On the fans' protests and if there was a crisis at the club after back-to-back eighth-place finishes and five years since a top-four finish...
"I wouldn't say crisis but I would say we needed to redefine our strategy. When you qualify for the Champions League as many years in a row as we did, it becomes expected and to move out of those positions was very challenging on and off the pitch."
When asked if it was unacceptable, Kroenke added: "I believe so. As a club when you set standards, led by Arsene Wenger, those standards are very high and we have a lot of expectations to live up to from our fanbase around the globe.
"We had to step back, truly understand where we were as a club, and map out a multi-year process to get back there. There were some quick fixes that we tried along the way, involving breaking transfer records, trying to fill positions of need, but when you really examine the squad and the club from top to bottom we had to redefine our culture, redefine our strategy and we had to get younger on the pitch.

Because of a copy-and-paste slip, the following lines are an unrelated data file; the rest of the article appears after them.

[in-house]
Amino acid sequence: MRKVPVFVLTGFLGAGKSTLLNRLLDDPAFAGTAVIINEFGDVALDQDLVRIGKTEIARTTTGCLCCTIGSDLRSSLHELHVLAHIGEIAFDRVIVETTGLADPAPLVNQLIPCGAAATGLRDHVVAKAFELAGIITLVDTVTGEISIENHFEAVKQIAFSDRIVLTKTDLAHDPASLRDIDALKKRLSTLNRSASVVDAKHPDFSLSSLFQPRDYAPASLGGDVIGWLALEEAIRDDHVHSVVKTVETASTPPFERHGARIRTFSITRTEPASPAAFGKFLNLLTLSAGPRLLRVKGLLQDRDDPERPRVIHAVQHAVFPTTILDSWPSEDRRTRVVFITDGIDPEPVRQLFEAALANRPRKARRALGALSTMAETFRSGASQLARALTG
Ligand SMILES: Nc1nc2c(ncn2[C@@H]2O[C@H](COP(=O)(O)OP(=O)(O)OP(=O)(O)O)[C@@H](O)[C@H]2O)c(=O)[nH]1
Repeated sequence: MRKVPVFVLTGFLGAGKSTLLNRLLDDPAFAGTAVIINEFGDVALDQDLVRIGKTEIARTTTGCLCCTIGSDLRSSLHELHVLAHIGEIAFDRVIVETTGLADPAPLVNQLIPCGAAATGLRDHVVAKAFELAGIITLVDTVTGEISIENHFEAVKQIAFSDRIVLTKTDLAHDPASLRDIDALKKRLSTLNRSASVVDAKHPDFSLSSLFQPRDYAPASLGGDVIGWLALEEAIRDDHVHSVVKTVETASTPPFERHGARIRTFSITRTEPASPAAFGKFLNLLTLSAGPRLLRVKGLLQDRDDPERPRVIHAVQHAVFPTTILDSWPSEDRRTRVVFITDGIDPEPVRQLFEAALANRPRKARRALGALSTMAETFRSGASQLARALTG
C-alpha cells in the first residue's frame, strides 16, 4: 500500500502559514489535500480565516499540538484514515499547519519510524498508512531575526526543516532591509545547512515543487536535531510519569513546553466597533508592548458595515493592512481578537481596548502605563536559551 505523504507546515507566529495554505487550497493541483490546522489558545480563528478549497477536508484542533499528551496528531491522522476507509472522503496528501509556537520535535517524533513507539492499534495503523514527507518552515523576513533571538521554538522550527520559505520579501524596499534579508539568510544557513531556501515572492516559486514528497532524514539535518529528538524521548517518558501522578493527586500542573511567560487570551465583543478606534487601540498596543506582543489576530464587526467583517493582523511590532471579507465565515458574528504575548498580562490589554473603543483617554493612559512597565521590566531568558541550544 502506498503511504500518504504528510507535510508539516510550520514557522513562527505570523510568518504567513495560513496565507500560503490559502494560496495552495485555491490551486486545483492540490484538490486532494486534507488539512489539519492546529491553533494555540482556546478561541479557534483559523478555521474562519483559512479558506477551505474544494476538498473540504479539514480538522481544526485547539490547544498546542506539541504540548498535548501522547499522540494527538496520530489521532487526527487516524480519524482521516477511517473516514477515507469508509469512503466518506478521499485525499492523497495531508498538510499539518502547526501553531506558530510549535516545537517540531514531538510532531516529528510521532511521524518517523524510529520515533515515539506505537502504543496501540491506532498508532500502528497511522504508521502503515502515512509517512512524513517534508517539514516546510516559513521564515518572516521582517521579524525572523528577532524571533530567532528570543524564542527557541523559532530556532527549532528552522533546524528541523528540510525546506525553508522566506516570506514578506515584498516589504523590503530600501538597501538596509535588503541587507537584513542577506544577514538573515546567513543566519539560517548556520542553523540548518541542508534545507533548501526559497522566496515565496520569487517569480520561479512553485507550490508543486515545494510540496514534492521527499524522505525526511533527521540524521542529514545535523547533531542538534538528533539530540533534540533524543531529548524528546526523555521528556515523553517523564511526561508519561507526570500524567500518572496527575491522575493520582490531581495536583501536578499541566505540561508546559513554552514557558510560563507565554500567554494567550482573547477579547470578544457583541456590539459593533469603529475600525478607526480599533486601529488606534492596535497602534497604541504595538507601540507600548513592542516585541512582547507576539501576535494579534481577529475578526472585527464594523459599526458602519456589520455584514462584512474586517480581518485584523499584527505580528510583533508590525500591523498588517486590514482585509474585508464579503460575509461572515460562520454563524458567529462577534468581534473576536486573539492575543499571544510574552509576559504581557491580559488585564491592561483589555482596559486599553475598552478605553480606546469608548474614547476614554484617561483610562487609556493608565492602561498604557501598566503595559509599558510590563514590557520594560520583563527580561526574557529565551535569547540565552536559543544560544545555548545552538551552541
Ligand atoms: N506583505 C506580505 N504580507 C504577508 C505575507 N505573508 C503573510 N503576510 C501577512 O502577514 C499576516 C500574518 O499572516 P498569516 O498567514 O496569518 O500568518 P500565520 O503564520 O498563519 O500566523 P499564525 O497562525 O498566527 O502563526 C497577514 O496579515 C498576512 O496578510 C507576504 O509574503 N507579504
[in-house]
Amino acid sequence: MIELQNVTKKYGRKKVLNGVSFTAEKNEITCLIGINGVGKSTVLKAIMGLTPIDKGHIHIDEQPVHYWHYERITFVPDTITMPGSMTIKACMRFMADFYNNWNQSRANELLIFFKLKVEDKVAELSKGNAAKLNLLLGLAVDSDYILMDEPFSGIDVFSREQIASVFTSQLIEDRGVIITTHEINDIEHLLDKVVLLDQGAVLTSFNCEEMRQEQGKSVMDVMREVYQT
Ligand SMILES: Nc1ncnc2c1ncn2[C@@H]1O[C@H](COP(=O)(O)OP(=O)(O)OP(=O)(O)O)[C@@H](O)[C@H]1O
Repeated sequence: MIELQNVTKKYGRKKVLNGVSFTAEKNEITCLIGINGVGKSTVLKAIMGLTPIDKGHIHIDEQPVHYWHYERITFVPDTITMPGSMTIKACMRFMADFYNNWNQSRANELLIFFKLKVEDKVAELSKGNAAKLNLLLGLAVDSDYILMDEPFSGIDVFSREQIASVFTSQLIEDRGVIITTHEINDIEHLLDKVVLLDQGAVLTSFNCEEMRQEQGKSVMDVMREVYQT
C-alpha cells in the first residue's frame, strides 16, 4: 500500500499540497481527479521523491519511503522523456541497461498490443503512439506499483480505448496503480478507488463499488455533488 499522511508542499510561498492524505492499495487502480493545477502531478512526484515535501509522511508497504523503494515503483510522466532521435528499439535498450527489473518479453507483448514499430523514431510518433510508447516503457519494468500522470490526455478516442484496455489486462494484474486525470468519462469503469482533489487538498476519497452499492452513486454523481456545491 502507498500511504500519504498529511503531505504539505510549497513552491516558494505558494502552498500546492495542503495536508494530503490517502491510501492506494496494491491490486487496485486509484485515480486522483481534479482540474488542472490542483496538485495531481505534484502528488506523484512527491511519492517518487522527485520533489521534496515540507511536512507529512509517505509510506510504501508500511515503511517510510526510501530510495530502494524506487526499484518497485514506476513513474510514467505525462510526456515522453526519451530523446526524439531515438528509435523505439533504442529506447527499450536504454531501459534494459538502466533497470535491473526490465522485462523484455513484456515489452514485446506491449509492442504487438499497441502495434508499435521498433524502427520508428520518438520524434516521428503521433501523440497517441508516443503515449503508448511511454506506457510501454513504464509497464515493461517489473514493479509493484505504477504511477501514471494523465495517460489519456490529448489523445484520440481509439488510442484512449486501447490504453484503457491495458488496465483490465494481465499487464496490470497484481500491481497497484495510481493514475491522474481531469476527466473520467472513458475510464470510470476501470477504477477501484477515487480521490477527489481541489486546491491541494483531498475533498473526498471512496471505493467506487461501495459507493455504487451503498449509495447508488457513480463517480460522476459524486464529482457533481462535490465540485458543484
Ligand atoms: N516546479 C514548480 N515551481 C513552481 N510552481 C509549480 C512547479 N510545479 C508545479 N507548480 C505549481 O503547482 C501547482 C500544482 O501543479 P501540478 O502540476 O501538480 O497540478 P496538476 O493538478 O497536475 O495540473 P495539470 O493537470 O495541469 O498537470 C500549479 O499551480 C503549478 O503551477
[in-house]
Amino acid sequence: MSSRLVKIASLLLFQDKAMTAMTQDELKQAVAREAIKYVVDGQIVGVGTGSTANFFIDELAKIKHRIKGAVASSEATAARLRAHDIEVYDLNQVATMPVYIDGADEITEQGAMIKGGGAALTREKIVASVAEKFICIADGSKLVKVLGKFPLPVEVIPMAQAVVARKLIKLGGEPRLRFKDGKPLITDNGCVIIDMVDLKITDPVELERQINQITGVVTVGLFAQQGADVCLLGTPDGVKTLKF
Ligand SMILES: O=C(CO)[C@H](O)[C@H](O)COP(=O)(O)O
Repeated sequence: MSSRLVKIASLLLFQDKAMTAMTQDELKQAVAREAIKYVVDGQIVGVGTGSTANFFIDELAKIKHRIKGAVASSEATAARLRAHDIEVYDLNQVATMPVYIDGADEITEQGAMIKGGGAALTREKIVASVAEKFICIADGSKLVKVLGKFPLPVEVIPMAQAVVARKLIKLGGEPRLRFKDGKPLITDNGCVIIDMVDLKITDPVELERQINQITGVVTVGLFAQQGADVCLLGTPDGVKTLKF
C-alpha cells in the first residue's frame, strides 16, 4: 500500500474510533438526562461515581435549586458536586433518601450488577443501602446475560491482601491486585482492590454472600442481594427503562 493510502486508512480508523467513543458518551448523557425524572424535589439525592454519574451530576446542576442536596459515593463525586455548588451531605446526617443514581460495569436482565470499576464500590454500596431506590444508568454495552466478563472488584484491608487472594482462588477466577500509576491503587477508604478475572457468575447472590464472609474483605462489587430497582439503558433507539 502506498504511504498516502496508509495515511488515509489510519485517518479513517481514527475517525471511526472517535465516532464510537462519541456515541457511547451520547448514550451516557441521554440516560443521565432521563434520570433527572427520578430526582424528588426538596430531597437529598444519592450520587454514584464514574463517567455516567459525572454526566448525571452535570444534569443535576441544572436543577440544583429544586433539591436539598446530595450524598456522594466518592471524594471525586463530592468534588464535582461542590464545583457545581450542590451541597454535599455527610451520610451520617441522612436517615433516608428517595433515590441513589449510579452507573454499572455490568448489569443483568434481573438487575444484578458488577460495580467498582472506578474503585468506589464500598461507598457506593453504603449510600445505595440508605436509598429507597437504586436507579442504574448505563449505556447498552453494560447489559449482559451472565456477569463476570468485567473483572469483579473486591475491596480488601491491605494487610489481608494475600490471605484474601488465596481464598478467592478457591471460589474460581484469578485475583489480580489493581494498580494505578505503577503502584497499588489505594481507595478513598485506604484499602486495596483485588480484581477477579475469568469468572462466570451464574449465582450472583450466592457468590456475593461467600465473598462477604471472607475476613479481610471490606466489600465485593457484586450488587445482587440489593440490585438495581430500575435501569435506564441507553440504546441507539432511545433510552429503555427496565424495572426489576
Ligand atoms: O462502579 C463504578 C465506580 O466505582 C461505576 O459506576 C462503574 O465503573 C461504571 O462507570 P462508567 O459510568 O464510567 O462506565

"From Hale End to some of the players we've brought in, you're starting to see some of those players come through, you're starting to see their qualities shine and we have great leadership among the squad at a senior level as well where the senior players are really embracing the younger players and that mixture is really providing some of the excitement you're seeing on the pitch today."
On the European Super League and if it was the lowest point in relations between the owners and the supporters...
"Possibly. I wouldn't disagree with you, I'll say it that way. But as someone who always tries to find the positives in things, when you're at the bottom there's only one way to go and that's back up. I don't want a 48 hour period to define us.
"We were presented with an opportunity. We asked ourselves a question, which was, 'what was worse - a Super League or a Super League without Arsenal?' We answered that question with, 'we should be included in that'. Were we wrong? Obviously.
"We listened to our fans, we made a quick pivot, removed ourselves from the situation, we apologised and now we move forward.
"Some of the dialogue I've had with some of the supporter groups has been as clear as crystal and I couldn't be more excited to be communicating with them on the level that I am. I understand who they are, and now they're understanding who I am and the more we understand each other, it's exciting because the only thing we want is for Arsenal Football Club to be great."